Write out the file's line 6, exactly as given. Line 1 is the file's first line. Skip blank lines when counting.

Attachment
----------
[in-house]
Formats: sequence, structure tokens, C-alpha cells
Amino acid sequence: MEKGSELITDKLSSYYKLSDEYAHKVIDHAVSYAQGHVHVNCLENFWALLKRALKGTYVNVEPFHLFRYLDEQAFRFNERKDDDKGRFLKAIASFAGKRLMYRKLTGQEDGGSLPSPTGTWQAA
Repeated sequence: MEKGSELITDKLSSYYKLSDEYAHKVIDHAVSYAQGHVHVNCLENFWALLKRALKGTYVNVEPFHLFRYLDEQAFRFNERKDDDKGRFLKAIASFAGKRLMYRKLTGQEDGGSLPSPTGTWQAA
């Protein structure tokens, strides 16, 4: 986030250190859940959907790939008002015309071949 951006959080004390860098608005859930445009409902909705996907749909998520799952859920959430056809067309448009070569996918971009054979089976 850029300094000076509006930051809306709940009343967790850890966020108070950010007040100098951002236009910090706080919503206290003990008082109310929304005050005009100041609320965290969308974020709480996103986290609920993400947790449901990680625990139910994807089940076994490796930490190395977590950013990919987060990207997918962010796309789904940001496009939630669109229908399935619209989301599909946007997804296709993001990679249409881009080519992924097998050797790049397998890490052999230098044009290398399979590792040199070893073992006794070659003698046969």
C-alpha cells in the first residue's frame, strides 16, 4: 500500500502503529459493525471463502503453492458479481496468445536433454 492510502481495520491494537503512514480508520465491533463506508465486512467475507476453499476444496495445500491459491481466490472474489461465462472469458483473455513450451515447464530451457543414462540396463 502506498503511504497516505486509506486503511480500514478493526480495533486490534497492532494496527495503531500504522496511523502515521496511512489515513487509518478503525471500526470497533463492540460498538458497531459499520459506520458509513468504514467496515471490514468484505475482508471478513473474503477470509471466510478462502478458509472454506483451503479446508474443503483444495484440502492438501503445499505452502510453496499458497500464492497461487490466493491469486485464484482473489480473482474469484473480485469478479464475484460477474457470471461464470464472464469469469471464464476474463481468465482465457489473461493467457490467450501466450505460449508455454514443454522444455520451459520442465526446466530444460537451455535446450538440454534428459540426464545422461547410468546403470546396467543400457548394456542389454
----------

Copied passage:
C-alpha cells in the first residue's frame, strides 16, 4: 500500500502503529459493525471463502503453492458479481496468445536433454 492510502481495520491494537503512514480508520465491533463506508465486512467475507476453499476444496495445500491459491481466490472474489461465462472469458483473455513450451515447464530451457543414462540396463 502506498503511504497516505486509506486503511480500514478493526480495533486490534497492532494496527495503531500504522496511523502515521496511512489515513487509518478503525471500526470497533463492540460498538458497531459499520459506520458509513468504514467496515471490514468484505475482508471478513473474503477470509471466510478462502478458509472454506483451503479446508474443503483444495484440502492438501503445499505452502510453496499458497500464492497461487490466493491469486485464484482473489480473482474469484473480485469478479464475484460477474457470471461464470464472464469469469471464464476474463481468465482465457489473461493467457490467450501466450505460449508455454514443454522444455520451459520442465526446466530444460537451455535446450538440454534428459540426464545422461547410468546403470546396467543400457548394456542389454